In Russian, quite inconveniently, you have to mark the verb for whether the event was completed or not. So if Humpty Dumpty sat on the wall for the entire amount of time that he was meant to sit on it, that would be one form of the verb. But if he were to say "have a great fall" that would be a different form of the verb.

In Turkish, and this is one of my favorite examples, you have to change the verb depending on how you came to know this information. If you actually witnessed this event with your own eyes, you were walking along and you saw this chubby, ovoid character sitting on a wall, that would be one form of the verb. But if this was something you just heard about, or you inferred, from say broken Humpty Dumpty pieces, then you would have to use a different form of the verb.

Posted by Robin Varghese at 08:34 AM | Permalink

Comment by Doone on March 4, 2013 at 7:56am


by Scott F. Aikin and Robert B. Talisse

Lo Cole ArgumentWe’re currently finishing work on the manuscript for our forthcoming book, Why We Argue (And How We Should), so we’ve been thinking a lot recently about argumentation.  We’ve been especially concerned with how arguments can go wrong.  When evaluating an argument, one of the central questions to ask is whether the stated premises support the proposed conclusion. When the premises fail to provide the right kind of support for the conclusion, we often call the argument (and its form) fallacious.  Fallacies are so pervasive precisely because they are cases in which it looks as if the stated premises provide propose support for a proposed conclusion, but in fact they don’t.  Take, for example, a simple textbook fallacy, that of asserting the consequent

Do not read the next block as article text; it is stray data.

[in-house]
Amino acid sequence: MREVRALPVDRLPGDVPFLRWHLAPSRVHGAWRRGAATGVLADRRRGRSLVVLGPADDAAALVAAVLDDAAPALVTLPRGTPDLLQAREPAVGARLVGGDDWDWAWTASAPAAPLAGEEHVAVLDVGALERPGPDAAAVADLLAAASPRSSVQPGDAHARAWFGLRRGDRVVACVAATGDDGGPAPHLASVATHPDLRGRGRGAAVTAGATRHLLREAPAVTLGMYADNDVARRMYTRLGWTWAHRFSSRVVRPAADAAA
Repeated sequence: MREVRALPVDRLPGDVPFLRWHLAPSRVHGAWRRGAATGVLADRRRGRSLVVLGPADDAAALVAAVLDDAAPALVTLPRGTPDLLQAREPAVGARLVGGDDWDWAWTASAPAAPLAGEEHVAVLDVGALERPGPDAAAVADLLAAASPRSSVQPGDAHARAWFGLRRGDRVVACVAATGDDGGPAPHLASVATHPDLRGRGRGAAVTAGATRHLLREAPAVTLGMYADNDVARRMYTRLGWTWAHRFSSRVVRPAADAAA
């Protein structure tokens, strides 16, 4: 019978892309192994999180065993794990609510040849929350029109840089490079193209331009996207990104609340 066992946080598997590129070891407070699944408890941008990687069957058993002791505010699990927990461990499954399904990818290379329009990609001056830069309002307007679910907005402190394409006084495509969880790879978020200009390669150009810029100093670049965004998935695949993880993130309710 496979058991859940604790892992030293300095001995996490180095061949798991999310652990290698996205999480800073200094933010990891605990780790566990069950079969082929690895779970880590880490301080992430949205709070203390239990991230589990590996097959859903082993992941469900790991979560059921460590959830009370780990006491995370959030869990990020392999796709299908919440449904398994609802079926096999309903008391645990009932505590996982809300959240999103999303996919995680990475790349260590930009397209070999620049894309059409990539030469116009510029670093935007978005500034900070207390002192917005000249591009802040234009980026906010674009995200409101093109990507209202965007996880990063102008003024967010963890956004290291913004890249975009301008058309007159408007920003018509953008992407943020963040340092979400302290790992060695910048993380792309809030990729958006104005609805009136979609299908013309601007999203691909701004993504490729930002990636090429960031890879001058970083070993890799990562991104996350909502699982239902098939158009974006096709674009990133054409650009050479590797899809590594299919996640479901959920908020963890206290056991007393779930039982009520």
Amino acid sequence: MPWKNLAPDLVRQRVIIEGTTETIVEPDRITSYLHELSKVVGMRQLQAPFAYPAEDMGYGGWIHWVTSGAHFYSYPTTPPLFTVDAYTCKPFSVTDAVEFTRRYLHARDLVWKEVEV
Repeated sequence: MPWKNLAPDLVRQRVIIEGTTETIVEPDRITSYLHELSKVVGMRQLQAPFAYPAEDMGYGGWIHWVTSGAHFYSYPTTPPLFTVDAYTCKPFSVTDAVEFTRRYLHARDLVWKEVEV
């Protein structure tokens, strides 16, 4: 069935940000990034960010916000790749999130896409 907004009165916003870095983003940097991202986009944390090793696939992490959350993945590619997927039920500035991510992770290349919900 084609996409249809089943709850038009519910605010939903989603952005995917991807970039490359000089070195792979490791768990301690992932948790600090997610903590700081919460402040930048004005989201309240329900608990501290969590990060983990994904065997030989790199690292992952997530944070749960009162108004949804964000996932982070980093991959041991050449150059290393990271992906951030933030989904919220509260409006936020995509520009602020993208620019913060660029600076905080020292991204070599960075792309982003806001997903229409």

If Bill’s a bachelor, Bill is male.

Bill is male, therefore Bill is a bachelor. 

The trouble with an argument of this form is that it presents an invalid inference -- the premises, if true, don’t guarantee the truth of the conclusion.  So even were the premises and the conclusion true, the proposed argument fails.  Note that the failure is a matter of the proposed argument’s form rather than its content.  The objective of fallacy detection in the formal mode is to reveal cases in which the truth of the stated premises fail to provide the proper kind of support for the conclusion.